Christian Pulisic wasn’t born the last time the United States played Iran at a World Cup. But, 24 years on from ‘the mother of games’, he was the hero of the piece as his side gained a measure of revenge and a place in the last-16 in Qatar.
His winning goal, just before half-time of this 1-0 win at Thumama Stadium, gave the US the three points they needed to progress in second place from Group B alongside England, a third spot in the knockout rounds in as many tournaments.
He had come close against the Three Lions four days ago, hitting Jordan Pickford’s crossbar in a game the US could and should have won, but made no mistake when presented with the best opening in this one to score a first-ever World Cup goal.
The injury gained while firing home and that forced him off here will have a country sweating between now and a date with the Netherlands on Saturday, but that can wait for another day after a hard-earned and highly-charged victory that will be felt from Texas to Tehran.
“Why is it that you should not ask your government to take away its military fleet from the Persian Gulf?”, coach Gregg Berhalter was asked in his pre-match press conference. The question, about as far away from team news and tactics as you can get, succinctly set the scene ahead of this most political of contests in this or any sporting competition’s history.
Both sides had attempted to play down the tinderbox backdrop in the build-up, Iran, playing at this World Cup with the worst anti-government protests in more than 40 years unfolding back home. The civil unrest following the death of 22-year-old Kurdish woman Mahsa Amini while in custody has seen at least 451 people killed since protests began in September, as well as more than 18,000 arrested, the situation described as a “fully-fledged human rights crisis” by the UN.
The team playing here in Qatar under all that weight had shown support for protesters ahead of the opening game with England, staying silent as their national anthem was played but, just as they did against Wales, they reluctantly sang again here amid claims of threats of violence and warnings to “behave” from the state.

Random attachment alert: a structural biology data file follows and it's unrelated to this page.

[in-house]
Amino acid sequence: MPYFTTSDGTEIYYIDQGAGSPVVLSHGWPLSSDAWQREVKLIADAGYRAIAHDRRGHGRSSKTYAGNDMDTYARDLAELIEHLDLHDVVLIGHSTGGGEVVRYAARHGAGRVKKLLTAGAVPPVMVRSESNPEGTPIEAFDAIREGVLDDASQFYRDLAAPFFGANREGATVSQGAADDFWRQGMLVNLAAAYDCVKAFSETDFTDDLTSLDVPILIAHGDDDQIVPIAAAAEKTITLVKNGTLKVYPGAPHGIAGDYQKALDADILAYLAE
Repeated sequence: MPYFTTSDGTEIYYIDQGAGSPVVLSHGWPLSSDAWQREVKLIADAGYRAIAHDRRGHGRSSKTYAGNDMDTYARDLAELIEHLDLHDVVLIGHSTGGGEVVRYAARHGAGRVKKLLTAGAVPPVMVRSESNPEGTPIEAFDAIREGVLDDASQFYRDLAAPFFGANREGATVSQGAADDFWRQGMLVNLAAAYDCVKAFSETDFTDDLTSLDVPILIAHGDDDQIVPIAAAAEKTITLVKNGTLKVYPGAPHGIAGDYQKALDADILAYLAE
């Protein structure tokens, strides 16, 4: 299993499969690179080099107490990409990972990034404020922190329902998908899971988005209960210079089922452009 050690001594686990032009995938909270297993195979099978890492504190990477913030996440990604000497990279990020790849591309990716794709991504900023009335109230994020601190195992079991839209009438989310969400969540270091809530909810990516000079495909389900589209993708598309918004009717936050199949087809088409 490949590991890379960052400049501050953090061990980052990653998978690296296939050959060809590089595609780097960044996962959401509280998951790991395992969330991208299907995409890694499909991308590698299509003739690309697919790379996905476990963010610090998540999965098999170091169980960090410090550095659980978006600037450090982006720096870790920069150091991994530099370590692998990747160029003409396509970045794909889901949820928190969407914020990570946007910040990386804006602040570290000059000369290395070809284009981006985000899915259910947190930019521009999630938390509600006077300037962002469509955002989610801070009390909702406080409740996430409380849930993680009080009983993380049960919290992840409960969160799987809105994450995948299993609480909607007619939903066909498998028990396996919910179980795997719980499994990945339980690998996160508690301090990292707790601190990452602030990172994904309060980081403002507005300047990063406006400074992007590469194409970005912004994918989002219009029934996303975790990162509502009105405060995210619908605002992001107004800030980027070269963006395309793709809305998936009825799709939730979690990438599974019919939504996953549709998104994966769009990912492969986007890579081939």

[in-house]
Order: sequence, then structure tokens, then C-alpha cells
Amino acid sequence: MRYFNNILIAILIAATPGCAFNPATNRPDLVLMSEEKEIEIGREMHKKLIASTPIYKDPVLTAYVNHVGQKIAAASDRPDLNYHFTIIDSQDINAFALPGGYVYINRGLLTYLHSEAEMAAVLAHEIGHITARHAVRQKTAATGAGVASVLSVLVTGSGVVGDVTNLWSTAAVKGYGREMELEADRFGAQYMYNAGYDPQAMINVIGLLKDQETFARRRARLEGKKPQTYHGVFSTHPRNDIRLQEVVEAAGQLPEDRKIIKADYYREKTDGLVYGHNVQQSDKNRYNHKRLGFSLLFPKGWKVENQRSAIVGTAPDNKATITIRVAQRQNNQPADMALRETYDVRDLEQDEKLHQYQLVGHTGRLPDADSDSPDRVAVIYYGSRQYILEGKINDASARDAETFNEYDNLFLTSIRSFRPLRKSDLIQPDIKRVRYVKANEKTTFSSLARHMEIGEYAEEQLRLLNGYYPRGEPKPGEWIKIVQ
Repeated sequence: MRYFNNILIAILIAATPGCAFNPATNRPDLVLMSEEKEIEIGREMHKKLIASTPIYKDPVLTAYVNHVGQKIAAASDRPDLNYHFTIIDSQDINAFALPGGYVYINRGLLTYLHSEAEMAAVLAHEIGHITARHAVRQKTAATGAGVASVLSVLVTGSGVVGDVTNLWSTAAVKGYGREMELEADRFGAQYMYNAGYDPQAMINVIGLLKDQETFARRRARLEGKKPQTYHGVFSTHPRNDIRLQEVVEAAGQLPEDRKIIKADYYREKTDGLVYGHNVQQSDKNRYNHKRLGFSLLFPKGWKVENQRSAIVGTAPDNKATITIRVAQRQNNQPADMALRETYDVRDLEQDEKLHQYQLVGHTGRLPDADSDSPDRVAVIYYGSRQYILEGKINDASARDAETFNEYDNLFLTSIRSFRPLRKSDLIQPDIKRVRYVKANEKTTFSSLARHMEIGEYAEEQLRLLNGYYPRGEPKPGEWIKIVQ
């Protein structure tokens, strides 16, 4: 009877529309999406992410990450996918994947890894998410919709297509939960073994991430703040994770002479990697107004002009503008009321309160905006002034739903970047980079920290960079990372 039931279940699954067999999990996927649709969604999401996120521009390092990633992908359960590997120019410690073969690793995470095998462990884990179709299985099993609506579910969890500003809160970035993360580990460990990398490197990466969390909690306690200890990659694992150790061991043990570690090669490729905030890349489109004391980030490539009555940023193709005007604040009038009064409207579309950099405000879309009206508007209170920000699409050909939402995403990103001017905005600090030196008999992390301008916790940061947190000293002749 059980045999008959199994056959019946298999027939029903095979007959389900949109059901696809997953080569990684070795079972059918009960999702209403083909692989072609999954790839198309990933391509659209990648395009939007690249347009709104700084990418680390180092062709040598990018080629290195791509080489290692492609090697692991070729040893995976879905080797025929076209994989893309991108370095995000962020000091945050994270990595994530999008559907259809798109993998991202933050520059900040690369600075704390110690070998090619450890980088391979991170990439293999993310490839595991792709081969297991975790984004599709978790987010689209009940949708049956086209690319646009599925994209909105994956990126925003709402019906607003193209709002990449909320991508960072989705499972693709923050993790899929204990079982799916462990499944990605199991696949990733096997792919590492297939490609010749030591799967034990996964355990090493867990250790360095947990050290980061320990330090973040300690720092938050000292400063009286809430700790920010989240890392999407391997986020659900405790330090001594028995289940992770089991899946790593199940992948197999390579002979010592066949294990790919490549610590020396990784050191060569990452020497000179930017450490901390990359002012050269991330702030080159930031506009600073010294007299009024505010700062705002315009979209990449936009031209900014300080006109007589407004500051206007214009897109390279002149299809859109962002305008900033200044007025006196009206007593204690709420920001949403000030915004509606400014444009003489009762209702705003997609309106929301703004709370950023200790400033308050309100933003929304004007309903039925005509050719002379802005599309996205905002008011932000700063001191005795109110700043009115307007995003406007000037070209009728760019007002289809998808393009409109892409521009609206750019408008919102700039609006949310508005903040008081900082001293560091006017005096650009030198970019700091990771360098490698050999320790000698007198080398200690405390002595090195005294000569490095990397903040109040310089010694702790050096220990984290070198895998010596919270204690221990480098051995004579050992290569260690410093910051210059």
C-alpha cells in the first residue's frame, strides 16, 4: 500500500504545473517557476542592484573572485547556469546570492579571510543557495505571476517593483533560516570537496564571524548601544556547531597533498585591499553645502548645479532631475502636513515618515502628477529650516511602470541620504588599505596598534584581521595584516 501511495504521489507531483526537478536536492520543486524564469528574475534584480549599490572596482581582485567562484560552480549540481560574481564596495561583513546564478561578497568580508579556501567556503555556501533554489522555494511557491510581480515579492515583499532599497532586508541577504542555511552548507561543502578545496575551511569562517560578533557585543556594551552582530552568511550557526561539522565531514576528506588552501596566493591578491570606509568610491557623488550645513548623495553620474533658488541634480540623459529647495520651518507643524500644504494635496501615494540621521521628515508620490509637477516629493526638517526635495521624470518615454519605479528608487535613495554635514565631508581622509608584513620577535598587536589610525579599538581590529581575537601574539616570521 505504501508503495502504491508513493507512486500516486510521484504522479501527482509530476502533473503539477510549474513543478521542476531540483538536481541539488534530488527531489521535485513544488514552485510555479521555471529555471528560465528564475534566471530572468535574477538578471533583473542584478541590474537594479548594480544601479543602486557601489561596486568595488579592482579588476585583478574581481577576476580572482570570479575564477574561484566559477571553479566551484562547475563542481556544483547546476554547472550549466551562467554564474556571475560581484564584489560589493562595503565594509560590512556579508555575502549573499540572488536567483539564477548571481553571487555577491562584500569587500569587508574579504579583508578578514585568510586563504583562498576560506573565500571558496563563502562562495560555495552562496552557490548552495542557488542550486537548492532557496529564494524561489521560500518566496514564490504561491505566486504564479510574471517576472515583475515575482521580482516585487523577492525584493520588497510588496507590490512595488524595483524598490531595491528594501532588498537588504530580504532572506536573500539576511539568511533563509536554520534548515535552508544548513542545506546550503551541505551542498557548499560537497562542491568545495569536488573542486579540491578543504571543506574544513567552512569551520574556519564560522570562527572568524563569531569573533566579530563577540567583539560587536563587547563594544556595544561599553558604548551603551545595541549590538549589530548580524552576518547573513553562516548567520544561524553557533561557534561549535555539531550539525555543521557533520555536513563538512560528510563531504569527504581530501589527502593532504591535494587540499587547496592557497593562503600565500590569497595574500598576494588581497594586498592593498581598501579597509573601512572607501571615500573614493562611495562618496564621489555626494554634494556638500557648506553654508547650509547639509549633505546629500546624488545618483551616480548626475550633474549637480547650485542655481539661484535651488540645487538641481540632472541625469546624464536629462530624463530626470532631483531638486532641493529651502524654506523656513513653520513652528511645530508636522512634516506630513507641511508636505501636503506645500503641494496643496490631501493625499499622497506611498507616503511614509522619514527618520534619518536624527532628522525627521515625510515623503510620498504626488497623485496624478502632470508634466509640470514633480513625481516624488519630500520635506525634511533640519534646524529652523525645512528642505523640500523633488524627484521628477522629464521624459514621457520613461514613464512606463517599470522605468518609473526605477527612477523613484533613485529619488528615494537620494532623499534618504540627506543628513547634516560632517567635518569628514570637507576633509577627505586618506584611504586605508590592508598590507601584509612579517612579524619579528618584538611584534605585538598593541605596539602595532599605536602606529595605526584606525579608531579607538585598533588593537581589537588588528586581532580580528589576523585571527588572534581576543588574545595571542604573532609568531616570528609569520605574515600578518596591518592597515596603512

Berhalter’s counterpart, Carlos Queiroz, had not helped tensions beforehand, first in a social media row with German legend – and former US coach – Jurgen Klinsmann, and then with a thinly-veiled dig when referencing “human rights, racism and kids dying in schools with shootings” in his own press availability. US Soccer themselves had earlier removed the emblem of the Islamic Republic from the Iranian flag on social media for 24 hours before the game to “show support for the women in Iran fighting for basic human rights”.
The two sides posed for a joint team photograph and exchanged white roses back in 1998. In that match – a famous 2-1 win for Iran – players “did more in 90 minutes than the politicians did in 20 years,” it would later be observed. The fallout to this one remains to be seen.
Needing the win to secure progression, the US started the stronger, the bright Yunus Musah lashing over on the volley after smart work from Pulisic before roles reversed for Pulisic to head the first effort on target, the returning Alireza Beiranvand in goal making a routine save.
Antonee Robinson and Sergino Dest were a constant and live threat on the flanks as the US continued to play on the front foot, the pair both flashing dangerous crosses into the box with no reward before Timothy Weah, scorer against Wales, should’ve done better when firing straight at Beiranvand after a Josh Sargent shot was blocked.
Their positivity, however, would soon be rewarded. Pulisic hadn’t scored a goal for his country away from American soil for five years but picked a perfect time to break his duck, timing his run into the six-yard box to bravely turn in Dest’s well judged header back.
He would limp off, the collision with Beiranvand after ball had hit the net forcing an early end to his night. Weah thought he had added a second moments later only for the linesman’s flag to chalk off a fine poked finish into the far corner.
With Wales losing, Iran needed just a point, just a goal. Brentford’s Saman Ghoddos, thrown on at the break, went close as they pushed to get it, heading over their best opportunity of the game shortly after his arrival. A second effort, slashed wide of the post, soon followed. The partisan crowd, buoyed at last by some long-needed intent on the pitch, responded to their team, the noise level from the stands that had soundtracked much of the game upped a decibel or 10.
That three of their four goals at this tournament had come after the 90th minute ensured hope would not fade, this team with so very much to play for giving everything they had to the last. But, unlike so famously against Wales, time would run out this time, defender Morteza Pouraliganji heading the last chance of all just wide, this journey in Qatar at an end.
The US continues. And, as so many times before, they have Pulisic to thank.